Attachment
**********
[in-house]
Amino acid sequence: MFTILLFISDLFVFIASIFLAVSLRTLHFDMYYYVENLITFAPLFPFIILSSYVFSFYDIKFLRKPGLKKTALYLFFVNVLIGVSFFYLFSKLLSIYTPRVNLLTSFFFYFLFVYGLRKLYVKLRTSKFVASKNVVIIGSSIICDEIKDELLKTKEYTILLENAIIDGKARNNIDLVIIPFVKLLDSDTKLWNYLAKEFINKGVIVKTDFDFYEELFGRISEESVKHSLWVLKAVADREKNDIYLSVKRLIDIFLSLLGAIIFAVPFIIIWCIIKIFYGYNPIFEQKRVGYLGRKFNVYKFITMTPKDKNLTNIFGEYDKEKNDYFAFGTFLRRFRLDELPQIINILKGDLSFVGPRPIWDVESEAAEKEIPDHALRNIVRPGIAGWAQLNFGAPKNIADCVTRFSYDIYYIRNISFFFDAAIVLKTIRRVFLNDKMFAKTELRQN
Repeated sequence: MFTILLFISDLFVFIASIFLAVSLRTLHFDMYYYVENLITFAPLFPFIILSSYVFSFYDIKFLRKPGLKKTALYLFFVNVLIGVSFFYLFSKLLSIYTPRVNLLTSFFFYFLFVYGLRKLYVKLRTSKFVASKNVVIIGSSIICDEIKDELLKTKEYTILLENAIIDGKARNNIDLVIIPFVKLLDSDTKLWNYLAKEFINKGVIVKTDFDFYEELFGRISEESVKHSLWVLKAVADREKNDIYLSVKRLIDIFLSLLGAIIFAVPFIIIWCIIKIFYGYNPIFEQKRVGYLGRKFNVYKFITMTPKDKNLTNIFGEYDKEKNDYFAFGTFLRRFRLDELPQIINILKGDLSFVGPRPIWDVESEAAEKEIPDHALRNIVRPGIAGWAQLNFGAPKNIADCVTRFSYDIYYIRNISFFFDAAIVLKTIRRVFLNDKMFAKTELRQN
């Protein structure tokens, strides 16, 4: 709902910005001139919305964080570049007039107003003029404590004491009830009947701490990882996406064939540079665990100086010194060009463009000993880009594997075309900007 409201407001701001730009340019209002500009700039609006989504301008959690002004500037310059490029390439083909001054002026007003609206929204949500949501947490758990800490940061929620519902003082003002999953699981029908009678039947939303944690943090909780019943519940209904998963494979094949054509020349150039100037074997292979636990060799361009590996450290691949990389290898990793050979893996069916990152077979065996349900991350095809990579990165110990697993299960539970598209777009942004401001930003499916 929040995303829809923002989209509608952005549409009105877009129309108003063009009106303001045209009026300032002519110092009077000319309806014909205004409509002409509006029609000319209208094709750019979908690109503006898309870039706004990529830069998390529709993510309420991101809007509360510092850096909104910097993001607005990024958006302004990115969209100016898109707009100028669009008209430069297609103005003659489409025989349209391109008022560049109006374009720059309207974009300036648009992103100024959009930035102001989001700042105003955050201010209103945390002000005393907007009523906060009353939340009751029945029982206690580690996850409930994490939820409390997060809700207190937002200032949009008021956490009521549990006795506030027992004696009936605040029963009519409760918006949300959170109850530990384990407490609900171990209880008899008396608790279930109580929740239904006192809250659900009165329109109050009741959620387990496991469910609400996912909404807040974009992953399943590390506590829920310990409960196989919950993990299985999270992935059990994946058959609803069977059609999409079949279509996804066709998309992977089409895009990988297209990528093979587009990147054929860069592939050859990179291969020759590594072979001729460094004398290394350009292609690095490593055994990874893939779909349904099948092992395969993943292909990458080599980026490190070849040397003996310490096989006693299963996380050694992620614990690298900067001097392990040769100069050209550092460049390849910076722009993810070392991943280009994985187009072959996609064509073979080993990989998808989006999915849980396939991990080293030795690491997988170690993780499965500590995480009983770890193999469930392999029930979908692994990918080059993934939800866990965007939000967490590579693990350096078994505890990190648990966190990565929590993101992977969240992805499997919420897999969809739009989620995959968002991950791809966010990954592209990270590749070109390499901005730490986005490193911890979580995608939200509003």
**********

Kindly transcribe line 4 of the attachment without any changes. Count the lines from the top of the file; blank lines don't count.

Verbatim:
């Protein structure tokens, strides 16, 4: 709902910005001139919305964080570049007039107003003029404590004491009830009947701490990882996406064939540079665990100086010194060009463009000993880009594997075309900007 409201407001701001730009340019209002500009700039609006989504301008959690002004500037310059490029390439083909001054002026007003609206929204949500949501947490758990800490940061929620519902003082003002999953699981029908009678039947939303944690943090909780019943519940209904998963494979094949054509020349150039100037074997292979636990060799361009590996450290691949990389290898990793050979893996069916990152077979065996349900991350095809990579990165110990697993299960539970598209777009942004401001930003499916 929040995303829809923002989209509608952005549409009105877009129309108003063009009106303001045209009026300032002519110092009077000319309806014909205004409509002409509006029609000319209208094709750019979908690109503006898309870039706004990529830069998390529709993510309420991101809007509360510092850096909104910097993001607005990024958006302004990115969209100016898109707009100028669009008209430069297609103005003659489409025989349209391109008022560049109006374009720059309207974009300036648009992103100024959009930035102001989001700042105003955050201010209103945390002000005393907007009523906060009353939340009751029945029982206690580690996850409930994490939820409390997060809700207190937002200032949009008021956490009521549990006795506030027992004696009936605040029963009519409760918006949300959170109850530990384990407490609900171990209880008899008396608790279930109580929740239904006192809250659900009165329109109050009741959620387990496991469910609400996912909404807040974009992953399943590390506590829920310990409960196989919950993990299985999270992935059990994946058959609803069977059609999409079949279509996804066709998309992977089409895009990988297209990528093979587009990147054929860069592939050859990179291969020759590594072979001729460094004398290394350009292609690095490593055994990874893939779909349904099948092992395969993943292909990458080599980026490190070849040397003996310490096989006693299963996380050694992620614990690298900067001097392990040769100069050209550092460049390849910076722009993810070392991943280009994985187009072959996609064509073979080993990989998808989006999915849980396939991990080293030795690491997988170690993780499965500590995480009983770890193999469930392999029930979908692994990918080059993934939800866990965007939000967490590579693990350096078994505890990190648990966190990565929590993101992977969240992805499997919420897999969809739009989620995959968002991950791809966010990954592209990270590749070109390499901005730490986005490193911890979580995608939200509003």